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Examination Timing: 00H00M07S

Fiona was the sole representative of her daughter, Lily, who had been the last victim of a man who had committed 12 murders and eight attempted murders upon young women over a five-year period. Fiona claimed damages for breach of duty against the police service, alleging that the officers had failed to apprehend the man before the attack on her daughter and had failed to properly collate information in their possession pointing to the man as a likely suspect. 

Does Fiona have a reasonable cause of action against the police service?

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Although it was reasonably foreseeable that failing to apprehend the murderer could result in harm to individuals like Lily, there is no additional characteristic that establishes a duty of care owed by the police to Fiona or her daughter. The case Hill v Chief Constable of West Yorkshire [1988] Q.B. 60 established that the police do not owe a duty of care to individual members of the public in the investigation and suppression of crime. This decision was based on public policy considerations, recognising that imposing such a duty would significantly hinder police operations and open the floodgates for numerous claims, thereby diverting resources from essential policing activities.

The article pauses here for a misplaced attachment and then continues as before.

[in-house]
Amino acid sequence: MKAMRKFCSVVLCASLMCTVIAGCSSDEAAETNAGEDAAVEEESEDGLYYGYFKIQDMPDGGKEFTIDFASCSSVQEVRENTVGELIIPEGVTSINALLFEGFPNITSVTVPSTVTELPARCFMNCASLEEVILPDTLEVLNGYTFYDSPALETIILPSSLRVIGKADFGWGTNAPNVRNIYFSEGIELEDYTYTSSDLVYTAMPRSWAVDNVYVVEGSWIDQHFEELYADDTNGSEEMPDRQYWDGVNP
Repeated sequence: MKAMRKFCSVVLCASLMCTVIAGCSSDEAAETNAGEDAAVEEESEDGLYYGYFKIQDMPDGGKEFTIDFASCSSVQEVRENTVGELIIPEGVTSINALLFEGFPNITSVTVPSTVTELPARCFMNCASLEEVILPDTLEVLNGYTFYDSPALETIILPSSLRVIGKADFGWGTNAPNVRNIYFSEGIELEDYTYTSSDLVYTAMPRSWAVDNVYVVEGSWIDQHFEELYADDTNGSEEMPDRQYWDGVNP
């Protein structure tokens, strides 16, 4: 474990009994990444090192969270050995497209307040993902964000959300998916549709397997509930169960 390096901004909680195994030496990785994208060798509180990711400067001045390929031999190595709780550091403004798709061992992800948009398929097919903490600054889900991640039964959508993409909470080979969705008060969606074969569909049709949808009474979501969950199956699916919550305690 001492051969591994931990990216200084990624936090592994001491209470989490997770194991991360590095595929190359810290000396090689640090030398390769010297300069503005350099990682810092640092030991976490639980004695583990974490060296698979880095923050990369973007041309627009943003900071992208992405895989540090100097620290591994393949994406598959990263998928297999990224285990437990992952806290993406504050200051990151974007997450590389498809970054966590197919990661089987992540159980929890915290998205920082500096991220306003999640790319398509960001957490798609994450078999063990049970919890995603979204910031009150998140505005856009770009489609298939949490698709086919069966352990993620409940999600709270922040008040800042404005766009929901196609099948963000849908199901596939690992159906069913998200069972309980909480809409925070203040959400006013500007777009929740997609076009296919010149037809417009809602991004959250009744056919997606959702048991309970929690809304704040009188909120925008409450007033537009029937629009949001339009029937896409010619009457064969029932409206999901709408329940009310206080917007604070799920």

Key Point: The Hill v Chief Constable of West Yorkshire case is a leading authority on the issue of duty of care in negligence claims against the police. The decision reflects the courts' reluctance to impose liability on the police for their operational decisions in investigating and preventing crime, primarily due to public policy reasons. The ruling emphasises that while the police must act competently, holding them liable for investigative failures would be contrary to the broader interests of public safety and effective law enforcement.

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